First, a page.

Seven years ago, Stephanie Joshi decided the family room of her New York City townhouse wasn’t quite wild enough; she decided to put a jungle on her wall. Why? “To bring outside in,” she said.
As for her kids, Joshi said, “A lot of their life has been spent in front of this wall, whether it’s putting on little plays, or just laying underneath it and reading a book or playing a game. So, they’ve kind of grown with the wall.”
Stacy Coleman owns Plant Wall Design, the company that built and maintains Joshi’s wall: “She brought nature in, and now it’s here to stay,” Coleman said. “Plant walls are living art.”
Correspondent Kelefa Sanneh asked, “This isn’t gonna replace a farm, but it could replace a photograph, or a painting?”
Having plants growing out of the walls seems to violate the laws of both gravity and nature.
Sanneh asked, “Where is the dirt?”
“We clean the soil off the roots of the plant,” Coleman said. “And we plant the plant in-between the two growing mediums. The back is where the irrigation goes.”
This particular hydroponic system, which has absorbent, felt-like material in front of and behind each plant, is patented in Europe by the so-called father of green walls, Patrick Blanc. Plant Wall Design holds the United States’ patent.
Behind the growing medium, all the roots of different plants are connected. “You would never do this, but if you took the front layer off, you would basically see this gigantic, complicated web of roots,” Coleman said.
Sanneh asked, “When some of these plants start getting really big, is the growing medium strong enough to support them? Could they just tip over and fall off?”
“We’ve never had that happen,” she replied. “Sometimes we think of plants as being very heavy. But what’s heavy is the soil.”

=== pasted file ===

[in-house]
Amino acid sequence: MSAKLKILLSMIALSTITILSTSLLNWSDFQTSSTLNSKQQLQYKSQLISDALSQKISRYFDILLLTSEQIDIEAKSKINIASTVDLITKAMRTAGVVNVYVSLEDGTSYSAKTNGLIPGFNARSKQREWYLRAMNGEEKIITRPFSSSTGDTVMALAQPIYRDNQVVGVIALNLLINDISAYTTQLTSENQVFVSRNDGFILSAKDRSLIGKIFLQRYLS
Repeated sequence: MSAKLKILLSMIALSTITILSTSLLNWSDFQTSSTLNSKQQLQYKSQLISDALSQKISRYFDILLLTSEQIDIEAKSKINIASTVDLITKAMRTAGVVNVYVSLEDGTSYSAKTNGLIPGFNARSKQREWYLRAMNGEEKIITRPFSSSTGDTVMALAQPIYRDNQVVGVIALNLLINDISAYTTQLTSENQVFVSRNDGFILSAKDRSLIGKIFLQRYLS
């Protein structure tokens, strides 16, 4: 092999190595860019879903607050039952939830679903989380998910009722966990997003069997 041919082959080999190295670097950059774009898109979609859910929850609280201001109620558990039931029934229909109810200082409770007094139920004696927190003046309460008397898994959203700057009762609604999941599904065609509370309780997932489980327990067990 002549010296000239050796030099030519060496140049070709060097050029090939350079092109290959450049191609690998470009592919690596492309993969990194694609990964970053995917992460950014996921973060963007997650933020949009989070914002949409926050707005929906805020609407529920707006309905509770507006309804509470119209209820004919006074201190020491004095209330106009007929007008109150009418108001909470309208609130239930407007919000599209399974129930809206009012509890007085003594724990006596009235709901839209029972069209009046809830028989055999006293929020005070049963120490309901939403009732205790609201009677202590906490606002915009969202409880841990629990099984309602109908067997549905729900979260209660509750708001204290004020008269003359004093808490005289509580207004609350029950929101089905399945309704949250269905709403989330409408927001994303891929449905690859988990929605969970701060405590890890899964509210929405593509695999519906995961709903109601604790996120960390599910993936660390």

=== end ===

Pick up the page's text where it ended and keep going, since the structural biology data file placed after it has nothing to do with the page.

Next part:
This technique was developed in the 1990s, but Coleman says today plant walls are more popular than ever: “It is so exciting. In the last year-and-a-half corporations have sort of twigged on the idea that it’s healthy, and it’s gonna bring employees back in, because when they look up from their desk, they’re going to see essentially a forest in front of them.”
Coleman said green walls don’t just look good: “They regulate humidity. They attenuate sound, because of the density of the plants per square foot. They release oxygen into the air. And it’s a carbon reducer.”
Of course, a green wall costs more than a potted plant. Stephanie Joshi’s 8×13 foot wall cost $18,000 to install. And the wall’s maintenance, supplied by Coleman’s company, runs about $400 per month.
“I do not have a green thumb!” Joshi laughed. “And they said, ‘No, we’ll do everything. We’ll come in once a month. We’ll trim it up.’ The plant wall waters itself. I just get to sit back and enjoy it!”
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Story produced by Mary Raffalli. Editor: Ed Givnish.